Welcome!
We are the Association for Japanese Tradition & Culture located in Los Angeles, California.

Membership and Benefits

Receive invitations to our annual members gatherings, events, lectures, and workshops.

Advance notice and reservation privileges to Club-sponsored programs and events.

News about the Club, programs and services, plus member updates and articles by experts in the U.S.-Japan field. A discount fee on programs and events.

The AJTC maintains an active calendar offering a diversity of programs that help promote better understanding between Japan and America.

The Association for Japanese Tradition & Culture (AJTC) is a nonprofit organization with a mission of educating the public regarding Japanese tradition and culture. We organize events and social gatherings which promote Japanese culture. Examples include food and cooking workshops, traditional ceremonies, handicrafts, calligraphy, ikebana, music, film, Japanese baseball and other arts unique to Japan. We aim to serve as a bridge across cultural borders, leading our members toward a deeper appreciation and understanding of Japanese tradition & culture through our association's activities.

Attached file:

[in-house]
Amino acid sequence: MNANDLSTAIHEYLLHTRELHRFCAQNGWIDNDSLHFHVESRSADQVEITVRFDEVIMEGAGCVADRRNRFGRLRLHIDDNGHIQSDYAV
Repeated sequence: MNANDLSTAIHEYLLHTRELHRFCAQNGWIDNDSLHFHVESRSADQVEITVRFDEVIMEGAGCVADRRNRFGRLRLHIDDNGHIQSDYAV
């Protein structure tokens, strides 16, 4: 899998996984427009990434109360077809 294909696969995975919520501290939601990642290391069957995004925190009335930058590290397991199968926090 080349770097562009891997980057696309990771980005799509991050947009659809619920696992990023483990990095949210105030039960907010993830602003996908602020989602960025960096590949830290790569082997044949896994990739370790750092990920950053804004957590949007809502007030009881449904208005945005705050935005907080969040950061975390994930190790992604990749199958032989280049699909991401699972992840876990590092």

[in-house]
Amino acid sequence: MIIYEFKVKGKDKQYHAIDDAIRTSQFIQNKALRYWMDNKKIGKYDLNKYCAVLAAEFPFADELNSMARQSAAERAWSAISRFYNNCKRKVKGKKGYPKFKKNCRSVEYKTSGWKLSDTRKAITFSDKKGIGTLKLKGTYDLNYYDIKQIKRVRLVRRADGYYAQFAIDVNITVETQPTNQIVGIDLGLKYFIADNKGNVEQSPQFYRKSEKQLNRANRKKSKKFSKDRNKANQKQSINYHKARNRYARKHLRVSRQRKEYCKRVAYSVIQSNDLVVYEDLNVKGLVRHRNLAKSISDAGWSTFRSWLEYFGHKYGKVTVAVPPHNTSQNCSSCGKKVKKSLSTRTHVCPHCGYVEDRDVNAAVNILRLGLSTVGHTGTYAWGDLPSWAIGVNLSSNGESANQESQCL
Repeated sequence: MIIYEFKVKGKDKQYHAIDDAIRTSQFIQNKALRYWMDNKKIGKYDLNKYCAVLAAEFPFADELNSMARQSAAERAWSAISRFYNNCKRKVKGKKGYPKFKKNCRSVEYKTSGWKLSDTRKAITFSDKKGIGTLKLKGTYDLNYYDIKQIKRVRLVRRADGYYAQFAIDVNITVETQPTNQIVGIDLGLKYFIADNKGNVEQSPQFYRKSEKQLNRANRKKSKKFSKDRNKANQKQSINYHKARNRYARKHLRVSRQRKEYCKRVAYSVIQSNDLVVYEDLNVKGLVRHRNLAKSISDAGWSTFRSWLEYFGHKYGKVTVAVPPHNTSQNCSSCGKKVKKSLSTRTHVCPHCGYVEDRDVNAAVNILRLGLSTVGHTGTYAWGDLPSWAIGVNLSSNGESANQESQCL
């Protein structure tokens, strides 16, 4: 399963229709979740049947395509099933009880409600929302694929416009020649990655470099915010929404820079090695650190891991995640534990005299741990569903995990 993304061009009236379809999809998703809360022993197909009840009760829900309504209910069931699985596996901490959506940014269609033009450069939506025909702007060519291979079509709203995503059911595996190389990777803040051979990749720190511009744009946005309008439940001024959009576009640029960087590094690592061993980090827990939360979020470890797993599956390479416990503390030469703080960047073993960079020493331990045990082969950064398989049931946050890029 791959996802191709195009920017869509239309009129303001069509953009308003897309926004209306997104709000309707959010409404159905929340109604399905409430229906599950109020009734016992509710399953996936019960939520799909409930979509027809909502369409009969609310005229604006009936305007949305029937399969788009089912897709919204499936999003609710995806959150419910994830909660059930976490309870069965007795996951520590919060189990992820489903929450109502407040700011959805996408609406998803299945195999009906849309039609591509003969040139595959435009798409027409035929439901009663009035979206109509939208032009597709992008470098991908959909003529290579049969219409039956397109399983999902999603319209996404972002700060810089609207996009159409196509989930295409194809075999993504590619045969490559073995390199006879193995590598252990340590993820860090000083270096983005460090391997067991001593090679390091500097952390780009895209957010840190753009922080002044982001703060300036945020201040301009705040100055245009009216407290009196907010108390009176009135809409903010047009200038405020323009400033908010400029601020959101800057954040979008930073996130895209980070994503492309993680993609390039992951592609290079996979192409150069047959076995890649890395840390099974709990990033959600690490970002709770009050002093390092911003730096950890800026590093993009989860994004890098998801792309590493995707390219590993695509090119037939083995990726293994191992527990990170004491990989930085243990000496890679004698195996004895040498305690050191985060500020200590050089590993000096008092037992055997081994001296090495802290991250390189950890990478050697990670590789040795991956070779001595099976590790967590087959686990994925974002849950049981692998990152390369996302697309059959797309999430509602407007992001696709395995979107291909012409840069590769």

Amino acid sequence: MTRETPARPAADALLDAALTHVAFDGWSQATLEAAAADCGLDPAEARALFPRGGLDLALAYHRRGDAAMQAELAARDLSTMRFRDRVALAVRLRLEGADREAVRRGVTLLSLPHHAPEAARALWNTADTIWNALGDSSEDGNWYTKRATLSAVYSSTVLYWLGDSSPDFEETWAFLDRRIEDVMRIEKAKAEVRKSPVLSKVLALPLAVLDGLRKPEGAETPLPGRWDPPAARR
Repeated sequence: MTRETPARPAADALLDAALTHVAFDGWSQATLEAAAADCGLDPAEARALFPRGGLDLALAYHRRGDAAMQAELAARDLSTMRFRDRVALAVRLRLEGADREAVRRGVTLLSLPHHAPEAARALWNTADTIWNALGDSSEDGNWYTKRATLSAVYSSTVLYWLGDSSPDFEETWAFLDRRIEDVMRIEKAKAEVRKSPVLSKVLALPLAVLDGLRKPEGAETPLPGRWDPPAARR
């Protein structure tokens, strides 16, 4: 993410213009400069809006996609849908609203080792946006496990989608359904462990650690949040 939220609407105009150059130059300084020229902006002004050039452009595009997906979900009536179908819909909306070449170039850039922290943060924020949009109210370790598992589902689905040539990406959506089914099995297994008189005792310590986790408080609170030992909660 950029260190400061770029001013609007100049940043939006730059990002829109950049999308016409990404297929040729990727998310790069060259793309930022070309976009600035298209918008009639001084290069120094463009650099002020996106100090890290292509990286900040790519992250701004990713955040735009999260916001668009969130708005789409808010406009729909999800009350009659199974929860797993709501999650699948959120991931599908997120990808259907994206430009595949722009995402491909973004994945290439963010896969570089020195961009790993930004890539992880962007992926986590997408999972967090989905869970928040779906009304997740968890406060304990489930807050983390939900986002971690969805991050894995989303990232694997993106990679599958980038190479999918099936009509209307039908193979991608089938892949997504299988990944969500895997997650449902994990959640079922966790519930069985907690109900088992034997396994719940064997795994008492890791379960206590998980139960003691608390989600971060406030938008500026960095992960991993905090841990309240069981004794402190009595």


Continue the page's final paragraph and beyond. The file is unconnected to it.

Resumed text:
Latest news and events

May 8, 2017

Mochi Making

Mochi are rice cakes traditionally made by pounding a variety of rice known as mochigome with a large wooden mallet. The result is a paste that's formed into shapes such as blocks. Mochi are an ingredient in a wide variety of simple foods and are extremely popular. Much like bread, it's rare to meet someone who doesn't like mochi.
May 7, 2017

Floating Lanterns

The Japanese tradition of floating lanterns in rivers, known as Toro Nagashi is a ceremony that represents the journey of souls to the afterlife. It's used to celebrate the Japanese Obon holiday, a time of year when it's believed that the spirits of loved ones return to the world. Toro Nagashi ceremonies are also used to commemorate tragic events such as the Atomic Bombing of Hiroshima.
May 6, 2017

Doll Floating

Hina Nagashi, or Doll Floating, is an increasingly rare ceremony in Japan that floats traditional Japanese dolls out to sea or down a river. It was historically believed that bad luck could be transfered from children into the dolls and cast out to sea. Hina Nagashi is still performed on Girl's Day in Japan at several shrines including Awashima Shrine in Wakayama.

The best way to find yourself is to lose yourself in the service of others



- Thomas Shultz